With the tremendous razzmatazz of the U.S. nomination campaigns, some important political events in other countries have been under-publicized. Startling is the imminent adoption of the Treaty of Lisbon, intended to transform Western and Central Europe into a functioning confederacy. And so is the decisive defeat of the left in the London mayoral elections and the Italian general elections.
The treaty of Lisbon, which would substantially amend the legal underpinnings of the European Union, establishes the priority of European legislation over that of formerly sovereign national parliaments; gives new impetus to a common European foreign and security policy; and takes a giant step toward Eurointegration, which most Europeans don't want.
This begs the question of what has emboldened the British and French governments, particularly, to ignore the wishes of their electors on such an important issue. The British government promised a referendum on any substantial change to political institutions. It now claims that the most profound alteration to the rights of Parliament since the Glorious Revolution of 1687 (which was not at all glorious, any more than the Treaty of Lisbon is insignificant) did not meet the criterion of substantial change.
Prime Minister Brown promised a full parliamentary debate, but has done everything possible to stifle debate. He is almost certain to lose the next election (no party except the Thatcher Tories has won four straight full terms in the United Kingdom since before the First Reform Act in 1832). Polls show heavy majorities against ratifying the Treaty of Lisbon. It is hard to reject the suspicion that Gordon Brown realizes he came too late to the headship of the government to resist electoral defeat and that this is his lunge for lasting fame.
In France, President Sarkozy, though the best-disposed leader toward the Anglo-Saxons in the history of the Fifth Republic, believes that France can best preserve her influence in the world as a co-leader, with the British and the Germans, of a greater Europe. The French rejected in a referendum the ramshackle European constitution proposed by their former president, Valery Giscard d'Estaing. Lisbon relaunches much of it, and Mr. Sarkozy has implausibly explained that since this is a French initiative, he has a moral obligation not to conditionalize it with a referendum.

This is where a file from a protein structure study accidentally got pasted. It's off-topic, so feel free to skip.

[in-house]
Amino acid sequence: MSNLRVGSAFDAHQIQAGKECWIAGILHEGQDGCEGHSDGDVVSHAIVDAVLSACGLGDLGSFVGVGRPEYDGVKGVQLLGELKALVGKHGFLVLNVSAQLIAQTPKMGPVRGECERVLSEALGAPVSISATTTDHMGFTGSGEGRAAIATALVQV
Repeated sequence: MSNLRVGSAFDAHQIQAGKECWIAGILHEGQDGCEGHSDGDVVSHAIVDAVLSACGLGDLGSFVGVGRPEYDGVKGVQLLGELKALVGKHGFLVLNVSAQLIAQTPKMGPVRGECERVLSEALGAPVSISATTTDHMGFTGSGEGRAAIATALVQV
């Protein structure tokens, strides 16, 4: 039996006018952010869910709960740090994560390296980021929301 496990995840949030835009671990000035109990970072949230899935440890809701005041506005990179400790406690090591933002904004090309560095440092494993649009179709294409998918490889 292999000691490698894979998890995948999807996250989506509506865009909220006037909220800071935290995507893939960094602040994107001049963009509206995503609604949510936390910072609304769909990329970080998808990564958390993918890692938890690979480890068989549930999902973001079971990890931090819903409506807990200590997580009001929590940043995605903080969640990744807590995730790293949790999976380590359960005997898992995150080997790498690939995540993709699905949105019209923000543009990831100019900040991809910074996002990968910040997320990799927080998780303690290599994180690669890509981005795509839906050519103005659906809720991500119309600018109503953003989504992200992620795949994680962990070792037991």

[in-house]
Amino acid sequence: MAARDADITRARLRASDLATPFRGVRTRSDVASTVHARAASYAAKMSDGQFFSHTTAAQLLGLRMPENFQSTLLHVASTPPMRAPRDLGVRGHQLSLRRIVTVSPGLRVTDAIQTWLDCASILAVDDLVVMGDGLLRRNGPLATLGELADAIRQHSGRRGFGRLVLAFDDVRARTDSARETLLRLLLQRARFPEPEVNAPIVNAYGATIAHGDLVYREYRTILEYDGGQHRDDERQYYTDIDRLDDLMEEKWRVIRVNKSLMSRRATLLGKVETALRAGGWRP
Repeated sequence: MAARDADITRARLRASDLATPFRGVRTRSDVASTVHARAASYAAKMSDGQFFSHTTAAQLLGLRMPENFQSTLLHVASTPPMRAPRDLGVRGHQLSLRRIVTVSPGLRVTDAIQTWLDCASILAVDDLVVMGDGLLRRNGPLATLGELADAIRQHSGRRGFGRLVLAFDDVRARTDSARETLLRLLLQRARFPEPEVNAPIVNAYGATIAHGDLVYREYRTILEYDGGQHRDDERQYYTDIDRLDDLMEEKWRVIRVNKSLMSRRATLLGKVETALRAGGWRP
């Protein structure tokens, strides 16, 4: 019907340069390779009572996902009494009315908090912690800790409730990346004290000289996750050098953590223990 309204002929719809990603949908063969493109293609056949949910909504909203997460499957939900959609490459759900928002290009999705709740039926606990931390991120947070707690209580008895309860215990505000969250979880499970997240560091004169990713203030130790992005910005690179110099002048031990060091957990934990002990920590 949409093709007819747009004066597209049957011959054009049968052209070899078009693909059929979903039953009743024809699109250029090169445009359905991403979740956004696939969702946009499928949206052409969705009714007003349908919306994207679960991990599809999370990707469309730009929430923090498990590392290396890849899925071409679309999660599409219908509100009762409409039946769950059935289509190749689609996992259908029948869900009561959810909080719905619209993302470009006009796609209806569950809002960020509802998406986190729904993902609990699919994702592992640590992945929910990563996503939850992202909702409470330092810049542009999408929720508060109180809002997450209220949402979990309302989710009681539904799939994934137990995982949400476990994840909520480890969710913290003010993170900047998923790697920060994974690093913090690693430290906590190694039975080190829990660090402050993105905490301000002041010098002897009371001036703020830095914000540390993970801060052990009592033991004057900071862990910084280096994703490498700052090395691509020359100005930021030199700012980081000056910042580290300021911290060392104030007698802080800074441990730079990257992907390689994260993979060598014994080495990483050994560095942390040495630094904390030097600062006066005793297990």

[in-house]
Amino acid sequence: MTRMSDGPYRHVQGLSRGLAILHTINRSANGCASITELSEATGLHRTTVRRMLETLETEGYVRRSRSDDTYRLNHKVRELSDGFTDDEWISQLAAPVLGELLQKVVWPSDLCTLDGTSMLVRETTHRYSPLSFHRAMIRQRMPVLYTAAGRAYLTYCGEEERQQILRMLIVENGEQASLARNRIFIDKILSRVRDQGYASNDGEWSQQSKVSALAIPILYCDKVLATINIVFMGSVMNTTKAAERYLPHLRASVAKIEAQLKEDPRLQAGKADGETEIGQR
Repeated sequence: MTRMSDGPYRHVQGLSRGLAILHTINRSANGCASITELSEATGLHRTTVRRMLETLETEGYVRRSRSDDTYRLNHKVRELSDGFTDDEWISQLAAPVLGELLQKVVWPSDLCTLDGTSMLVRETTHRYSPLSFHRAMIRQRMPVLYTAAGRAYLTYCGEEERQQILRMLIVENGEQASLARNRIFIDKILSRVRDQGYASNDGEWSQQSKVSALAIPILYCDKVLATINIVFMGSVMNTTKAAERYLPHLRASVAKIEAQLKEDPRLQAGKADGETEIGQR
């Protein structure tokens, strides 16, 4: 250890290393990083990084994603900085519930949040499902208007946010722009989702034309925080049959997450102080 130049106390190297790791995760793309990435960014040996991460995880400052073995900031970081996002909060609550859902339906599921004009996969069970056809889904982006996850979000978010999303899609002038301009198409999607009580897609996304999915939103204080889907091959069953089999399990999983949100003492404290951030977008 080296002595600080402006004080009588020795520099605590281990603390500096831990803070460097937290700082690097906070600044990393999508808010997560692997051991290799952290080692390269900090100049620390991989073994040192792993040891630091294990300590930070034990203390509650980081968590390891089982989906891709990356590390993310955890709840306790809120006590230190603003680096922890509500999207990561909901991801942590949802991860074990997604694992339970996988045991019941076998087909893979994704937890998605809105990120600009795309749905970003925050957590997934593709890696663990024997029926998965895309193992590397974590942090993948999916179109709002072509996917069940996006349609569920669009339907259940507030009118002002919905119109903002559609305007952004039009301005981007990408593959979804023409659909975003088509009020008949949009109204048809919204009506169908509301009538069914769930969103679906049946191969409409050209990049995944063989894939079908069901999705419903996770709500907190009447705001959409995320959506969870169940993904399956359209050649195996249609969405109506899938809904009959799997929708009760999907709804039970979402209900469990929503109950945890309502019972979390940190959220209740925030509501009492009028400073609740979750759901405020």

This is nonsense, but he can probably rely on French political chauvinism, and worldly French prurience about the winsomeness of his bright, beautiful, and free-spirited wife, and the length of his term (another four years), to get over this hurdle. The French like stylish sexual aplomb, even if they disguise it for a time with bourgeois humbug, as they did with the Sarkozys. And they have had so many constitutions in the last 220 years (18 in fact), that they have largely lost interest in their contents.
It is very brazen for the British and French governments to promise a referendum on the Lisbon Treaty; realize they are unable to win a referendum, and substitute a promise for a thorough parliamentary debate; realize that could be inconvenient; and put on the whips and try to force a quick legislative disposition.
A few years ago, this would have been a bridge too far, and the resulting outcry would have prevented it. The Europeans have become frightened by their own weakness; by their own failure to regain great influence in the world for the European Union; or even to respond effectively to Islamic infiltration.
But more than that, without it much being mentioned, they have become fearful of the shortcomings of American unilateralism, and of a unipolar world with uncertain American leadership. American strength made European weakness affordable for decades. It may not be affordable much longer.
It has been this loss of confidence in U.S. leadership that has made the four lost years of the pre-Surge Iraqi occupation the greatest blunder in U.S. military history except for the strategic misconception and tactical mismanagement of Vietnam. Apart from that, and the failure to put out torpedo nets and air patrols around Pearl Harbor in 1941, the United States has not made many military mistakes in its history. General Petraeus has started to retrieve the Iraqi one, and his promotion to theatre commander, whereby he oversees Afghanistan and Iraq also, is very welcome.
The European resignation to a federalism it doesn't believe in is leavened by humor and is of no benefit to the left. The new mayor of London, Boris Johnson, is almost a folk hero. He is compulsively amusing, and once asked a woman whose vote he was soliciting, on her doorstep, when she said that she would vote for him as M.P.: "But madam, why?" Mr. Johnson defeated a Castroite-leftist, Ken Livingstone, whom Tony Blair expelled from the Labour Party because of his strident Marxist views. To emancipate one of the world's greatest cities from such a regime was a signal achievement.
Another indication that Europe retains its sense of humor and knows better than to veer back to the left, is the Italian election, and the return of Silvio Berlusconi as prime minister, the destruction of the Italian Communist Party, and the election of a conservative mayor of Rome.
Mr. Berlusconi didn't promise much and was his usual bawdy self in the campaign. He didn't even really try to rebut his opponent's charge that his greatest accomplishments in his former term as prime minister were a hair transplant and a facelift.
The next U.S. president will have to start rebuilding the Western Alliance and the prestige of his country. This need not be difficult, but it will require consistent effort and a rigorous plan of action. For the first time in almost 20 years, the Americans will have some political lessons to learn from the Europeans.
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